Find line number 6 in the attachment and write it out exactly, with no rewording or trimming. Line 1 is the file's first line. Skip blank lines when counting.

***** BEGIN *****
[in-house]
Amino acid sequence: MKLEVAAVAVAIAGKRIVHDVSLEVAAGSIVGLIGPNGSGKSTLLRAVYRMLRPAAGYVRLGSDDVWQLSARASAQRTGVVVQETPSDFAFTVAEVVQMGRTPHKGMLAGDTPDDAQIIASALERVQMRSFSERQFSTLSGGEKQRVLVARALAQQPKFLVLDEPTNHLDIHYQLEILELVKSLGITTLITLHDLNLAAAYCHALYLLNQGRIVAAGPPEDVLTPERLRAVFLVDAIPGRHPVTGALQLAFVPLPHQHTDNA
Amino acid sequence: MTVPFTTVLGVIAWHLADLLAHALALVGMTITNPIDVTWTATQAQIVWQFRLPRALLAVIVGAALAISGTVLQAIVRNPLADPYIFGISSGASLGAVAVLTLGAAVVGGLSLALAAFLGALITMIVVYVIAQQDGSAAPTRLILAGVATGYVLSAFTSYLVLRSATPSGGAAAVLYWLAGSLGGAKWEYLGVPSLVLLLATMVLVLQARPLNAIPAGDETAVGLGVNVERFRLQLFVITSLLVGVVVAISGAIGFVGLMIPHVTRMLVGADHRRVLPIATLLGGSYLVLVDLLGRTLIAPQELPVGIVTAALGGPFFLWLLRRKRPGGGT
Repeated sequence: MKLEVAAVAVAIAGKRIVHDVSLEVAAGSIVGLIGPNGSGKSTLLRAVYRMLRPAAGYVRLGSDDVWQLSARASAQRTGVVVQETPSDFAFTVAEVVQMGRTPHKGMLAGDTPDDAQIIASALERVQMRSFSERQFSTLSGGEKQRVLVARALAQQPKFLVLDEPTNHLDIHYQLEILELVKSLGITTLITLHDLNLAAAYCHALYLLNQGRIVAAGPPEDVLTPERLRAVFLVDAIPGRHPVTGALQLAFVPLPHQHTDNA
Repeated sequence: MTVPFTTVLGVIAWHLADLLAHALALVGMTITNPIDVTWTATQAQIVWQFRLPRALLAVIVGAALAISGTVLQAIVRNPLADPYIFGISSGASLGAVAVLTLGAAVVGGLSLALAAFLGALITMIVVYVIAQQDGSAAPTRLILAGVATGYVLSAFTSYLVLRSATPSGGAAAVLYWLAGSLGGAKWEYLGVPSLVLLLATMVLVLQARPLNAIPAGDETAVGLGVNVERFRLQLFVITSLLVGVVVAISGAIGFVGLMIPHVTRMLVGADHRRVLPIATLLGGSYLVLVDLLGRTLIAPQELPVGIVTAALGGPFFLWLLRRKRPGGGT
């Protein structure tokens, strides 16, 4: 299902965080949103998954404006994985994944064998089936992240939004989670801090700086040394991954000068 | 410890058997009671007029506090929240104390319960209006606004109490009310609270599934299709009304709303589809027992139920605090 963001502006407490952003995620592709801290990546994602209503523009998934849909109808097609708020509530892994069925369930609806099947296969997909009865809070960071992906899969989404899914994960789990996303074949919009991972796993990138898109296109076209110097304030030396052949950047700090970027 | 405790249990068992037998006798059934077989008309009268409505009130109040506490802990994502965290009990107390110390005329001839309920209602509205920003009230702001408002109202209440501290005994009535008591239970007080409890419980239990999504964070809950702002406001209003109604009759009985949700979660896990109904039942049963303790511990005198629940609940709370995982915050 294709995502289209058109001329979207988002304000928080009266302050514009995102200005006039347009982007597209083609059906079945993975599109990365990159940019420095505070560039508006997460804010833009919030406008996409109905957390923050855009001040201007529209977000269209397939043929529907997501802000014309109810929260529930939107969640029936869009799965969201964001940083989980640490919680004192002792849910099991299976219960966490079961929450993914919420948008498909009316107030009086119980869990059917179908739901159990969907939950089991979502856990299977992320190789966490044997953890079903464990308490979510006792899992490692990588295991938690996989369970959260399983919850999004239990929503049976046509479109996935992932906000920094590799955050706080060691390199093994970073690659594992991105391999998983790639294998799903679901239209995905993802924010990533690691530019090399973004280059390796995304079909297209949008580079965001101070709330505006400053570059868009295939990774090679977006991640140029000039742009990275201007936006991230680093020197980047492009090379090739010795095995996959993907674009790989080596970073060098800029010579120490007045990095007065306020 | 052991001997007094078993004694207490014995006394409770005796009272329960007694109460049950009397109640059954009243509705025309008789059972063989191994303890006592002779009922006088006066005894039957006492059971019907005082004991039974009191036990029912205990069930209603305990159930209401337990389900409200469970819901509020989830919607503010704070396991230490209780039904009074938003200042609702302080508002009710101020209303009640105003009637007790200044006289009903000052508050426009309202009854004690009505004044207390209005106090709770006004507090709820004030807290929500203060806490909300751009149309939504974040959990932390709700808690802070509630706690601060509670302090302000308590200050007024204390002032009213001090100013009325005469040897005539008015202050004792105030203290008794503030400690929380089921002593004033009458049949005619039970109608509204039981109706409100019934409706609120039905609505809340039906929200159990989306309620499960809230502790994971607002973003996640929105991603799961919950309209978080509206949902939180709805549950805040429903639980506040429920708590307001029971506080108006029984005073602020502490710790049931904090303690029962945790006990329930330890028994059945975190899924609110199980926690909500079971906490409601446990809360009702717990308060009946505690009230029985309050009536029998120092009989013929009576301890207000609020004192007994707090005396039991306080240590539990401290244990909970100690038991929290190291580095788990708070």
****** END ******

């Protein structure tokens, strides 16, 4: 299902965080949103998954404006994985994944064998089936992240939004989670801090700086040394991954000068 | 410890058997009671007029506090929240104390319960209006606004109490009310609270599934299709009304709303589809027992139920605090 963001502006407490952003995620592709801290990546994602209503523009998934849909109808097609708020509530892994069925369930609806099947296969997909009865809070960071992906899969989404899914994960789990996303074949919009991972796993990138898109296109076209110097304030030396052949950047700090970027 | 405790249990068992037998006798059934077989008309009268409505009130109040506490802990994502965290009990107390110390005329001839309920209602509205920003009230702001408002109202209440501290005994009535008591239970007080409890419980239990999504964070809950702002406001209003109604009759009985949700979660896990109904039942049963303790511990005198629940609940709370995982915050 294709995502289209058109001329979207988002304000928080009266302050514009995102200005006039347009982007597209083609059906079945993975599109990365990159940019420095505070560039508006997460804010833009919030406008996409109905957390923050855009001040201007529209977000269209397939043929529907997501802000014309109810929260529930939107969640029936869009799965969201964001940083989980640490919680004192002792849910099991299976219960966490079961929450993914919420948008498909009316107030009086119980869990059917179908739901159990969907939950089991979502856990299977992320190789966490044997953890079903464990308490979510006792899992490692990588295991938690996989369970959260399983919850999004239990929503049976046509479109996935992932906000920094590799955050706080060691390199093994970073690659594992991105391999998983790639294998799903679901239209995905993802924010990533690691530019090399973004280059390796995304079909297209949008580079965001101070709330505006400053570059868009295939990774090679977006991640140029000039742009990275201007936006991230680093020197980047492009090379090739010795095995996959993907674009790989080596970073060098800029010579120490007045990095007065306020 | 052991001997007094078993004694207490014995006394409770005796009272329960007694109460049950009397109640059954009243509705025309008789059972063989191994303890006592002779009922006088006066005894039957006492059971019907005082004991039974009191036990029912205990069930209603305990159930209401337990389900409200469970819901509020989830919607503010704070396991230490209780039904009074938003200042609702302080508002009710101020209303009640105003009637007790200044006289009903000052508050426009309202009854004690009505004044207390209005106090709770006004507090709820004030807290929500203060806490909300751009149309939504974040959990932390709700808690802070509630706690601060509670302090302000308590200050007024204390002032009213001090100013009325005469040897005539008015202050004792105030203290008794503030400690929380089921002593004033009458049949005619039970109608509204039981109706409100019934409706609120039905609505809340039906929200159990989306309620499960809230502790994971607002973003996640929105991603799961919950309209978080509206949902939180709805549950805040429903639980506040429920708590307001029971506080108006029984005073602020502490710790049931904090303690029962945790006990329930330890028994059945975190899924609110199980926690909500079971906490409601446990809360009702717990308060009946505690009230029985309050009536029998120092009989013929009576301890207000609020004192007994707090005396039991306080240590539990401290244990909970100690038991929290190291580095788990708070």